(I am in the middle of my first theoretical cs course, so I apologize in advance for what is probably a stupid question.)

So, we say that some language L is in P, which means that a Turing machine can be constructed which outputs a 1 if x is in L and 0 otherwise; in addition, the machine runs in polynomial time. I understand this.

But many people say that there are certain problems in P which do not appear to me to be decision problems; for example, maximizing a function subject to linear constraints. What does it mean that "linear programming" is in P? Surely "find the maximal value" is not a decision problem?


4 Answers 4


You are right: formally P includes only decision problems. But many decision problems have corresponding optimization problems: find the size of the largest matching in a graph, find the length of the shortest path from s to t in a graph, etc.

Often, these can be reduced to decision problems by instead asking: "Does the graph have a matching using more than k edges?" or "Is there an s->t path of length less than k?"

Obviously, if you can solve the optimization problem, you can solve the decision problem. The converse is also often true, up to logarithmic factors. If you want to know the size of the largest matching in a graph, for example, you can make repeated calls to your algorithm for the decision problem "Does the graph have a matching using more than k edges?" and do binary search on the value "k". In this way, you will require at most log(m) calls, where m is the number of edges. For most problems there is an analogous reduction.

  • $\begingroup$ To go along with Aaron's answer, linear programming can be formulated as a decision problem by specifying some bound, k, that you're interested in; this is a common trick. For example, is there an assignment of values to variables of the objective function such that you satisfy all the linear constraints AND such that the objective function has value greater than or equal (resp., less than or equal to) k? You can, for instance, decide this in polynomial time by maximizing/minimizing the objective function. $\endgroup$ Sep 28, 2010 at 17:57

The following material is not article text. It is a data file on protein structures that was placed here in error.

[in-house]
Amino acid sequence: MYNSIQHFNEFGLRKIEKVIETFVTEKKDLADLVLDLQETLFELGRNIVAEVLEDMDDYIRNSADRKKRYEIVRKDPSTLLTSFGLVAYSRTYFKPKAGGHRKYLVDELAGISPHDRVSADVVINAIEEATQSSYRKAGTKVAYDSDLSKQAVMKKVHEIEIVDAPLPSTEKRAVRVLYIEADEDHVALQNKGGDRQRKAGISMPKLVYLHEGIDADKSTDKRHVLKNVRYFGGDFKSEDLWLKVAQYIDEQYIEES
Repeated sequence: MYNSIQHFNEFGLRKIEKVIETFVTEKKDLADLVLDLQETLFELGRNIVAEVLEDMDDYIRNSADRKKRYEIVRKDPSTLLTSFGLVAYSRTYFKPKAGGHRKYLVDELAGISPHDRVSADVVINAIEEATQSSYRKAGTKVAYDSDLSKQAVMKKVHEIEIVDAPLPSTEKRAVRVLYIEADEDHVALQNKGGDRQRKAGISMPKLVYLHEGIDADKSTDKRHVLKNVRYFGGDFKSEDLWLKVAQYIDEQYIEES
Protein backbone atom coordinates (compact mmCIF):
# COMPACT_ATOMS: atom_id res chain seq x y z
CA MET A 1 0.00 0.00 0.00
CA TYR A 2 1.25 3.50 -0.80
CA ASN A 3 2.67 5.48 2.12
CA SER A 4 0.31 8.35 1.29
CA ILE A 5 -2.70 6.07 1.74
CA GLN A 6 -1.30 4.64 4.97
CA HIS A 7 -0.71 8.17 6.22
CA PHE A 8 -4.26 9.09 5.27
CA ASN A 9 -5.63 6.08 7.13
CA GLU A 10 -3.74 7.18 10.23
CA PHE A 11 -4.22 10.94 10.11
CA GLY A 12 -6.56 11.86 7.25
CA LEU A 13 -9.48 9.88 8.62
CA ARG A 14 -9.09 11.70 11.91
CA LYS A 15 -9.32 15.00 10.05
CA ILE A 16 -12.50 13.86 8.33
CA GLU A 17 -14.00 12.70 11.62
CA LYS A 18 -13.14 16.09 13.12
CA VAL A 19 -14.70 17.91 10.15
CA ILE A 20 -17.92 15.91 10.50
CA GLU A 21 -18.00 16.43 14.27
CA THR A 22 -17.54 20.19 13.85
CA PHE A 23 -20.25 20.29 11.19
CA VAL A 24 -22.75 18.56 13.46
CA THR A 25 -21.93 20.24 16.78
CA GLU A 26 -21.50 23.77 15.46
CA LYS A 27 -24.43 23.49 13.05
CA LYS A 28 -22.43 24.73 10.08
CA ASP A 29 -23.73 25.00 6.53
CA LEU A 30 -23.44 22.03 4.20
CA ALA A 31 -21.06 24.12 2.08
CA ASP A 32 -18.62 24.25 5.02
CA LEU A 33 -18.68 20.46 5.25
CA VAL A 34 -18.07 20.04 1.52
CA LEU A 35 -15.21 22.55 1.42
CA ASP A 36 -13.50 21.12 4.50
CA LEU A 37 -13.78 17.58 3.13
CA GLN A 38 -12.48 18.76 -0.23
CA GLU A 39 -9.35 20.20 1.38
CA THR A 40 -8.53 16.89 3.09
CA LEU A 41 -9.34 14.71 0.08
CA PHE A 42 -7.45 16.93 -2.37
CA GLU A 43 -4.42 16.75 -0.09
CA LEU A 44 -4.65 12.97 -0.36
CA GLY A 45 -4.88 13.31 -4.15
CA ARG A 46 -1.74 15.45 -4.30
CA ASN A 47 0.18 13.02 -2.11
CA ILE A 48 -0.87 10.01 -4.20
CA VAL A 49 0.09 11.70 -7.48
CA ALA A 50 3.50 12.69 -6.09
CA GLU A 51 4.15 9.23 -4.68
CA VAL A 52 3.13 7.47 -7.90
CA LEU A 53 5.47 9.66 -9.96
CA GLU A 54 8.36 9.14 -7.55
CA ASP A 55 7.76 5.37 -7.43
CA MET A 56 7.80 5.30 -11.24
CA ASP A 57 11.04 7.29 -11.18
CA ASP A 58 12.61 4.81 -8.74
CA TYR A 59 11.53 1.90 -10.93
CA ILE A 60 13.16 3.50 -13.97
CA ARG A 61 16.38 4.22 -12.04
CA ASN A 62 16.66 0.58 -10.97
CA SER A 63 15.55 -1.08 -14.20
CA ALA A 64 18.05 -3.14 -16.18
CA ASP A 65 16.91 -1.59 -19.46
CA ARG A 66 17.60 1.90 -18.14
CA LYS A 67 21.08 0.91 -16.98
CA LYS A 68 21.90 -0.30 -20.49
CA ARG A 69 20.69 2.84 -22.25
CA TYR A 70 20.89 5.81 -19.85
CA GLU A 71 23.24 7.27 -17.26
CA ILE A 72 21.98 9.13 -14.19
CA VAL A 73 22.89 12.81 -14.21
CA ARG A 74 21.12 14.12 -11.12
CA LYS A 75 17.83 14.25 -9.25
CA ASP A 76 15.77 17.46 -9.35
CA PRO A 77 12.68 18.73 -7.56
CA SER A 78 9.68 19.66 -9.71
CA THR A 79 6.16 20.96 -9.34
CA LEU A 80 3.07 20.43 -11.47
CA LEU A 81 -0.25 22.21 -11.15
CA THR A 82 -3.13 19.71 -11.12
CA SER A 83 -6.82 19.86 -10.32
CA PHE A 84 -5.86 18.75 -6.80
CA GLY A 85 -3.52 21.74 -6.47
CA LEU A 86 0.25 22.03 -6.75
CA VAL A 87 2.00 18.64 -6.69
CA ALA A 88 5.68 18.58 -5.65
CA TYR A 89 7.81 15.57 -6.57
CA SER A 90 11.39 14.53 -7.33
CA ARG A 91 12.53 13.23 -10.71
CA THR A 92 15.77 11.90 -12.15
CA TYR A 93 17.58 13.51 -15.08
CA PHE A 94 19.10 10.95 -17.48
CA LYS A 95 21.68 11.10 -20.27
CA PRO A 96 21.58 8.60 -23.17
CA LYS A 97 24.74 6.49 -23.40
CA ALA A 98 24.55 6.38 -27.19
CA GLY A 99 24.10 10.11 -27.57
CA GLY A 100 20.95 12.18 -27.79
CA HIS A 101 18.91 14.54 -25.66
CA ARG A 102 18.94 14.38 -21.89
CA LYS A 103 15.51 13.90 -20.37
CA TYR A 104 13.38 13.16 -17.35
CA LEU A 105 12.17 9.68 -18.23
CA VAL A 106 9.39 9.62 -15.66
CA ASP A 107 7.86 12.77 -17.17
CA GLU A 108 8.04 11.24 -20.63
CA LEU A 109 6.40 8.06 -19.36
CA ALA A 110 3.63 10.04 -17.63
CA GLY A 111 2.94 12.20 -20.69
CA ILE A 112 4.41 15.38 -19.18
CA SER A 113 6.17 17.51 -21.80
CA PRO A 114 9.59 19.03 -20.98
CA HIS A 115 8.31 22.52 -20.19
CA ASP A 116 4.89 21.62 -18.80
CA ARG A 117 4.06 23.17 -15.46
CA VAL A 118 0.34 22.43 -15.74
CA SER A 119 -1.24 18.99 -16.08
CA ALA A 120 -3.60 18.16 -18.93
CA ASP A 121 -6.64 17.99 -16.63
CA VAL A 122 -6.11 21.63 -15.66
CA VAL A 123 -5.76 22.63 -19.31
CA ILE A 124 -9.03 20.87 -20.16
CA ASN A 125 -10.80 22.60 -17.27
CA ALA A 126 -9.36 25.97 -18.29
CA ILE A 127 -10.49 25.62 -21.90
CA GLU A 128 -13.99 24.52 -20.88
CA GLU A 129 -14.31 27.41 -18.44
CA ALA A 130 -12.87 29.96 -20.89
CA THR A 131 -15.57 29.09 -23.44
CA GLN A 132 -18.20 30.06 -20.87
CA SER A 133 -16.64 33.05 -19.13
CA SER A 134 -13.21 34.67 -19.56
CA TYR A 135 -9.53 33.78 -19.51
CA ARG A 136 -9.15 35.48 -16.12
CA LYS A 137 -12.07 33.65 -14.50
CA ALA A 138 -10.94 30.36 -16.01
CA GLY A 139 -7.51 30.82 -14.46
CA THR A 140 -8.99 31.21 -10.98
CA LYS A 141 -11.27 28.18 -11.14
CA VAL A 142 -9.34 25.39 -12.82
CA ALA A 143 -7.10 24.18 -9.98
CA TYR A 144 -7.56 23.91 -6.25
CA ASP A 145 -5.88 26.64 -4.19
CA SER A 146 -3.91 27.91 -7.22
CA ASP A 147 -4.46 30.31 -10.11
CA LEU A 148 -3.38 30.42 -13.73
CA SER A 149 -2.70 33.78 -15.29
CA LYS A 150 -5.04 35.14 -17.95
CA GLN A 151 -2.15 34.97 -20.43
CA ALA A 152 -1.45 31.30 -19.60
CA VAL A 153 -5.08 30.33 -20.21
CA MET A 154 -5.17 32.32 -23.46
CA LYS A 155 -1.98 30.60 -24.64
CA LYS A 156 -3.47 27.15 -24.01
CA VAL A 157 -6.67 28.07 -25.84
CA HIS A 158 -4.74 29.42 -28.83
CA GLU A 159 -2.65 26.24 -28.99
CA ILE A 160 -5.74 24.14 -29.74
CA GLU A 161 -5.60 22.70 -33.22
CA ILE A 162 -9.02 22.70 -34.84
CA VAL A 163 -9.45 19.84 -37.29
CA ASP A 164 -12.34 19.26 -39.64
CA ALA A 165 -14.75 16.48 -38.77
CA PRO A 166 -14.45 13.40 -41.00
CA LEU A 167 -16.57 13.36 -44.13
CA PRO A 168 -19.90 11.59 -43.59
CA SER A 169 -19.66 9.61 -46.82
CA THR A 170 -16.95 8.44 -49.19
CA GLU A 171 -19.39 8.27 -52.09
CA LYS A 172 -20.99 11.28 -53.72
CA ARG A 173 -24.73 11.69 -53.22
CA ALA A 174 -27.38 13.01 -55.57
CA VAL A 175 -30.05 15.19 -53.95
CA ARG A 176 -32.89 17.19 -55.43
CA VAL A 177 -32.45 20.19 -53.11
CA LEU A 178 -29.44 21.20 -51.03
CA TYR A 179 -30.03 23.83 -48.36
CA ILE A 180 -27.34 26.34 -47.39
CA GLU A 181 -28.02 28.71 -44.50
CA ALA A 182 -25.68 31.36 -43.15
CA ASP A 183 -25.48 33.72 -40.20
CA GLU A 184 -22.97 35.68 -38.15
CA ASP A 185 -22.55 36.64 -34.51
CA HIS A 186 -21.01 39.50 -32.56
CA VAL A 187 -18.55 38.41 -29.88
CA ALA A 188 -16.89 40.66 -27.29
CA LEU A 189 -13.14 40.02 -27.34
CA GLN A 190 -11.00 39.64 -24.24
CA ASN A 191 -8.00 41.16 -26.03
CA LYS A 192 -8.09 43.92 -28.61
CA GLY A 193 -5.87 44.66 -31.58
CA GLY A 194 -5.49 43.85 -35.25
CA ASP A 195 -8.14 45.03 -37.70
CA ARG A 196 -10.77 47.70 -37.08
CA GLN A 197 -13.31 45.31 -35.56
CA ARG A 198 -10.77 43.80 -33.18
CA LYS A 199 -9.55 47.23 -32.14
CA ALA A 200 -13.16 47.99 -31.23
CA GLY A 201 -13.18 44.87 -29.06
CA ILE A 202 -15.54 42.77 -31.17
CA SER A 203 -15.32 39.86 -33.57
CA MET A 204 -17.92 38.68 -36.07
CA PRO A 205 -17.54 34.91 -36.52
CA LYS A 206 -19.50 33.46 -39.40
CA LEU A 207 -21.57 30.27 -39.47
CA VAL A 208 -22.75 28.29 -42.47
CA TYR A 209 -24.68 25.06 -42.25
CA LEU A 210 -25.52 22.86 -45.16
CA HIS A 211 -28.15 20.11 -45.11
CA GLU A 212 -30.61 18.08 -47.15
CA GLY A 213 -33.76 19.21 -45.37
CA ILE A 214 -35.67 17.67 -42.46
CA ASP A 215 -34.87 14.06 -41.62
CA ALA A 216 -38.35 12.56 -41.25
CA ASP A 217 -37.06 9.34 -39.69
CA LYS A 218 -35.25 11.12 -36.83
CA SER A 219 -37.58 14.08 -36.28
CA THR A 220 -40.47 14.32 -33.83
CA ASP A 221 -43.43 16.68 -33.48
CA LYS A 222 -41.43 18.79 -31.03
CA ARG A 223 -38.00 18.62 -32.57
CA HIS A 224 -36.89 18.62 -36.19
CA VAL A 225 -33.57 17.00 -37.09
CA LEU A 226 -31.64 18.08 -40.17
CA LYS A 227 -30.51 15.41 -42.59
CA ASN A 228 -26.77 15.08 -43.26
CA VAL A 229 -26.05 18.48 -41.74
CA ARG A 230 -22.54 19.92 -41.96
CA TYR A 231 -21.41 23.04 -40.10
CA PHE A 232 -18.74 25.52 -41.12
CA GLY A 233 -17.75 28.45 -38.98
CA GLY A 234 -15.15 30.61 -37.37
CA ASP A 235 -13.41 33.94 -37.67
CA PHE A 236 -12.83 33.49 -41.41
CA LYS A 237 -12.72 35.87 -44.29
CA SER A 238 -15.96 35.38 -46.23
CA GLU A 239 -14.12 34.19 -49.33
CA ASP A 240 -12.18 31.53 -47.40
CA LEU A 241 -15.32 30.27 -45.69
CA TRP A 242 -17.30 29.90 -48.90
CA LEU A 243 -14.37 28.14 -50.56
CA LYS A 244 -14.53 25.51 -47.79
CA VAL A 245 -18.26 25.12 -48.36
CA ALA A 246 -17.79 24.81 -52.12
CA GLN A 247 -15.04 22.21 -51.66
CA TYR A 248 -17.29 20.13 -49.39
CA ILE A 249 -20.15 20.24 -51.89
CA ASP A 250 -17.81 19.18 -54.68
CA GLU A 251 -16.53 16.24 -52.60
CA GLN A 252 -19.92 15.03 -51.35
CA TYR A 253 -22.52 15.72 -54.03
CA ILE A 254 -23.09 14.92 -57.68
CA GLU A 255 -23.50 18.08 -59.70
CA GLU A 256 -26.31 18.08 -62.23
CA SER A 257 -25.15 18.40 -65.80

• $\begingroup$ So essentially, if you know "is there a solution to X?" is in P, then usually (but not always) the problem " what is the solution to X?" will be solvable in polynomial time? $\endgroup$
    – Xodarap
    Sep 28, 2010 at 19:50
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    $\begingroup$ Xodarap: thats right. Usually the ability to solve the decision problem quickly lets you solve the search problem quickly, but not always. As a famous counterexample: By Nash's theorem, every matrix game has a mixed Nash equilibrium, so solving the decision problem "Does this game have a Nash equilibrium" is trivial -- the answer is yes. But it is thought to be hard to actually -find- a Nash equilibrium in a generic game. $\endgroup$
    – Aaron Roth
    Sep 28, 2010 at 20:50
  • $\begingroup$ another example of this is Radon's theorem. Given any d+2 points in R^d, there exists a partition of the points into two sets such that the two convex hulls intersect. Easy to verify a candidate partition, but hard to find one. $\endgroup$ Sep 29, 2010 at 4:17

Formally, the class of functions that can be computed in polynomial time is called FP. People often say "P" instead of "FP" since the distinction is just syntactic and no real confusion will happen.


A very similar question has already been asked in the topic "FNP complexity class." There, the questioner essentially asked the difference between the NP and FNP complexity classes. You are asking the difference between the P and FP complexity classes. In short, P and NP are decision classes, while the "F"-versions (FP and FNP) are function classes. For more info, please refer to the topic cited above.


Problems requiring a solution can be turned into decision problems if there is some way to measure how good a solution is. The decision version specifies that any solution must be better than some threshold value. For instance, the decision version of LINEAR PROGRAMMING is obtained by asking if the linear program is feasible.

  • $\begingroup$ Ah, I'm actually unaware of this -- is deciding whether there's any feasible solution more common than deciding if there's a feasible solution of a certain value? $\endgroup$ Sep 28, 2010 at 18:01
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    $\begingroup$ Garey and Johnson mention that the two formulations are equivalent (p.288). LP often has the stipulation that $CX \ge B$, where $X$ is the vector being sought, $C$ is the vector of weights, and $B$ is the desired value. The point is that the instance with $-CX \le -B$ added to the constraints is feasible iff there is a solution with $CX \ge B$. $\endgroup$ Sep 28, 2010 at 18:57

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